Reducing Cognitive Load and Supporting Memory in Visual Design for HCI

In the field of Human Computer Interaction (HCI) we have a broad range of ways to understand how our memory and cognitive load is affected by interactions in the world. The research described here aims to distil the complexity of activity theory, embodied interaction, distributed cognition and human factors engineering into a HCI framework for understanding and developing visual designs in HCI (a design methodology). To assist this process, interviews were conducted with visual designers from human-computer interaction, marketing, art and design. The designers were asked about their design process and how they handle memory and cognitive load. The results revealed a consistent effort towards understanding a target audience, the effect of the situation of a design artefact and the effect of cultural experience and expectations on design. These results inform a simpler, generalist approach which targets the heart of making effective and inspiring design artefacts for HCI.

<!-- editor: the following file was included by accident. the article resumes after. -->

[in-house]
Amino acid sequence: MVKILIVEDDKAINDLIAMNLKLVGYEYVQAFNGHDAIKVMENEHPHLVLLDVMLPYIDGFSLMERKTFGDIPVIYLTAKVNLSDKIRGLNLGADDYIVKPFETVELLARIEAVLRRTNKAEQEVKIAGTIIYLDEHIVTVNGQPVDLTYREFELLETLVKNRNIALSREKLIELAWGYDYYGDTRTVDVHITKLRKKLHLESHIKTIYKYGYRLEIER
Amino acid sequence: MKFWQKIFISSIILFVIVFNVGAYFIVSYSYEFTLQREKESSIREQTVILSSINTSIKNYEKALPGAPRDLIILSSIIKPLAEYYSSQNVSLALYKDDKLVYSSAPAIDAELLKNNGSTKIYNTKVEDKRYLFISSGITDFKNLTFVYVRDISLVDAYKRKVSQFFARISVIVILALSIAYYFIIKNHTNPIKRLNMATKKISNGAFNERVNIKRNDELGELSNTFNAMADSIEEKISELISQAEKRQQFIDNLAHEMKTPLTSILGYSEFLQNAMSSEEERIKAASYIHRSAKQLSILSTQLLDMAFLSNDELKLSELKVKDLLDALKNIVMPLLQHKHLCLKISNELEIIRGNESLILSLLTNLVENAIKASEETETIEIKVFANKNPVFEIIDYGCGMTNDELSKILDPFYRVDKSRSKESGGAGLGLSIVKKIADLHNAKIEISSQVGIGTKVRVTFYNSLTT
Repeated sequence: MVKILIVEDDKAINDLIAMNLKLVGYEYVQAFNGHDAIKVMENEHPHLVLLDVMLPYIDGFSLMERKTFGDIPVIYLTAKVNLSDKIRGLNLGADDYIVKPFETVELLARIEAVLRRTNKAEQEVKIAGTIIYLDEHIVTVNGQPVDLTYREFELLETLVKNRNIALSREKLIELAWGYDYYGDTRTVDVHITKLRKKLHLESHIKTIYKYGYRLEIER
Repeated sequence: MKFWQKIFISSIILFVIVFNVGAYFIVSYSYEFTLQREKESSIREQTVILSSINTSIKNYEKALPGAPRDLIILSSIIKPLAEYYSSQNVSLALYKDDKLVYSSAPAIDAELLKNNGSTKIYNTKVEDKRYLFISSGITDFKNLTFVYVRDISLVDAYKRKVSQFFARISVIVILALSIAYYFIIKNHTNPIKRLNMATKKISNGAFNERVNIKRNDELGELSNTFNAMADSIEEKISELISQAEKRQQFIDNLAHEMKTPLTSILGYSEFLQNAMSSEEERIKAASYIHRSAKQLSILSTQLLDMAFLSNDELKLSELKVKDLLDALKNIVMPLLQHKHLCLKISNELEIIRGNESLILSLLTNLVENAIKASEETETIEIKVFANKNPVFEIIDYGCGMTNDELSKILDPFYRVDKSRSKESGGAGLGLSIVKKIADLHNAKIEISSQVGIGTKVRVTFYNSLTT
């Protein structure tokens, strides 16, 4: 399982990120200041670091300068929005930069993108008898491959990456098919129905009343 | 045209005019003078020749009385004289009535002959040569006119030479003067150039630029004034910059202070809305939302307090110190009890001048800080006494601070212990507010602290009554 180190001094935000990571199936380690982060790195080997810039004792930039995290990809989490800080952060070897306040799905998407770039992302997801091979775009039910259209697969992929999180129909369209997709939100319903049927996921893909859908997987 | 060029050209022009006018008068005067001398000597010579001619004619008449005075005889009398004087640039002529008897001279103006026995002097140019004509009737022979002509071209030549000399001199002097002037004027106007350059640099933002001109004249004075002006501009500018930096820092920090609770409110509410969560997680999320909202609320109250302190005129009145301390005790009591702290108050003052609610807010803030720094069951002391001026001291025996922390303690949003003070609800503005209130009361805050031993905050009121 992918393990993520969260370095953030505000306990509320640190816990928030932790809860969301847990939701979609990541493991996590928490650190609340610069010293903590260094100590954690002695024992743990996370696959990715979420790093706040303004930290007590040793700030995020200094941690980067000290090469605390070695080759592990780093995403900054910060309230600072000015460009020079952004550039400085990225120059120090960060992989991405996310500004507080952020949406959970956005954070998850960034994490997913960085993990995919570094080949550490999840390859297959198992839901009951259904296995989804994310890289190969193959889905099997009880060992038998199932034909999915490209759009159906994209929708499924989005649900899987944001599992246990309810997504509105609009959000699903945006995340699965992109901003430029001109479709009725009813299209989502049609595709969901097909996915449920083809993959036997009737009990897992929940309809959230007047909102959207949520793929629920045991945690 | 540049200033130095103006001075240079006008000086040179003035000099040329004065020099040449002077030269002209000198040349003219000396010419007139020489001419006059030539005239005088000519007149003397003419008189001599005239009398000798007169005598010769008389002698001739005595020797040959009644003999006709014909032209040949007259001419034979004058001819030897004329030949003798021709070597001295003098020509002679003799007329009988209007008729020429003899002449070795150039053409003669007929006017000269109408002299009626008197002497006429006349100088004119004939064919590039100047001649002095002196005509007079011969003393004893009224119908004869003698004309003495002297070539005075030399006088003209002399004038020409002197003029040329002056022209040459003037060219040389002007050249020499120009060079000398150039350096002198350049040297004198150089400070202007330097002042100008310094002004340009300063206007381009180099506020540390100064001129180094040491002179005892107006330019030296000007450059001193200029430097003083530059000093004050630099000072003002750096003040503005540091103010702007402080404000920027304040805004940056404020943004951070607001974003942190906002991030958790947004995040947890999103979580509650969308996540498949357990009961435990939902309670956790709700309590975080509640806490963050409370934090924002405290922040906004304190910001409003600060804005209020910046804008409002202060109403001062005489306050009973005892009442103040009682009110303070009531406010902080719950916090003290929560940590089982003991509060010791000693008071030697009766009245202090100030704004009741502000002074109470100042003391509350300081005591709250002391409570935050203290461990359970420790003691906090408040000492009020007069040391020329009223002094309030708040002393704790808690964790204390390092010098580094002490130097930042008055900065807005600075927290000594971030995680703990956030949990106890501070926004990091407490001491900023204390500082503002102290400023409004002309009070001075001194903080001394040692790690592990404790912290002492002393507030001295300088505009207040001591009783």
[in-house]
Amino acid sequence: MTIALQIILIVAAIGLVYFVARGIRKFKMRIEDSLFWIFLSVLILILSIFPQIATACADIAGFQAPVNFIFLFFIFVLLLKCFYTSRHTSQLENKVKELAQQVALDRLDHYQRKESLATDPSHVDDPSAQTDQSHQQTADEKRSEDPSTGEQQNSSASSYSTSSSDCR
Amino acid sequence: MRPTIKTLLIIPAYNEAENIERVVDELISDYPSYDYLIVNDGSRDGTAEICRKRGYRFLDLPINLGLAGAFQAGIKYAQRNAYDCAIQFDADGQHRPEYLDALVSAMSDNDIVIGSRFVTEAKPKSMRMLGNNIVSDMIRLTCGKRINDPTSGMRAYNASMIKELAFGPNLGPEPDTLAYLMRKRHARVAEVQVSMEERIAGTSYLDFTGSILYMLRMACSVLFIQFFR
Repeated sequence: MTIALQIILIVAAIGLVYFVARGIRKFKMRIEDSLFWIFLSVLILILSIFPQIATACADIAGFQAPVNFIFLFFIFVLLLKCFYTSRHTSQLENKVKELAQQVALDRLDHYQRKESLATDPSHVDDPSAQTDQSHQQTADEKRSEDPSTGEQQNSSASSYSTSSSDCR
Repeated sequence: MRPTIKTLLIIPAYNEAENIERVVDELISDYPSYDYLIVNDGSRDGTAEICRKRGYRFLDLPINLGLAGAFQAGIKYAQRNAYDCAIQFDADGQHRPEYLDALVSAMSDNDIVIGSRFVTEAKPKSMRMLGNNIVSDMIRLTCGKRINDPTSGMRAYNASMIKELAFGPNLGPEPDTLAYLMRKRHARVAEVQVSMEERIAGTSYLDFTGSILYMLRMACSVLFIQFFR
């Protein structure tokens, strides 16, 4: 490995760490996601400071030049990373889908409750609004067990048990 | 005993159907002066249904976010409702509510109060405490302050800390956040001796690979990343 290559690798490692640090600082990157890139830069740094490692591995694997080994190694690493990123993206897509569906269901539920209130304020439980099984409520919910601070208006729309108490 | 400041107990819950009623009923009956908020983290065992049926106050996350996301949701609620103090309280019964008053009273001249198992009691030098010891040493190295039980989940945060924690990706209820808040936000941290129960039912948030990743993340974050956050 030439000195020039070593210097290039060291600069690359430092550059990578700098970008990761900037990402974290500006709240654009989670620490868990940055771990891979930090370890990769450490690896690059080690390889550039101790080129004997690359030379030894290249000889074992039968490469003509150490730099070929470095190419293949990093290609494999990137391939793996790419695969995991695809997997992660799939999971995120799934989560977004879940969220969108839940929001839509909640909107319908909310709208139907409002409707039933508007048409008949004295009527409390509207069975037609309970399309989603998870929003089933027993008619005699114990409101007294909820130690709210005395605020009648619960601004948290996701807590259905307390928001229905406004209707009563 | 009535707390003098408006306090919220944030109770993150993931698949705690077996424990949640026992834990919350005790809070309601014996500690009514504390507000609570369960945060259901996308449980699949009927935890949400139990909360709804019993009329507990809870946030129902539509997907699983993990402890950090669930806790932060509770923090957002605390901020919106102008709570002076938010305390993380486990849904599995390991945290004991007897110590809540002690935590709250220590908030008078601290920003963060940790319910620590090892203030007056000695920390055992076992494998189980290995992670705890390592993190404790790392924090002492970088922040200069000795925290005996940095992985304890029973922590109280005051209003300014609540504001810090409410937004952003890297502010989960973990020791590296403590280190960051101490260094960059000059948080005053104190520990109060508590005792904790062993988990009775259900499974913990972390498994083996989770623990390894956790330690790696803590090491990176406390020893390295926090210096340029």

The research was presented in poster format with an extended abstract at CHI 2017. Supplied on this page are a 3D model of the poster and PDF of the extended abstract.


I send out a big thank you to the members of the CHI community that praised the work online :^) I've published their tweets below.

Dated
May 2017
Website
dx.doi.org/10.1145/3027063.3048430
PDFs
Mazza 2017 CHI

View in fullscreen.

IMG 2585

My colleague Chunlei Chang braving the rain in Denver CO, USA with the wrapped flat-pack of the poster.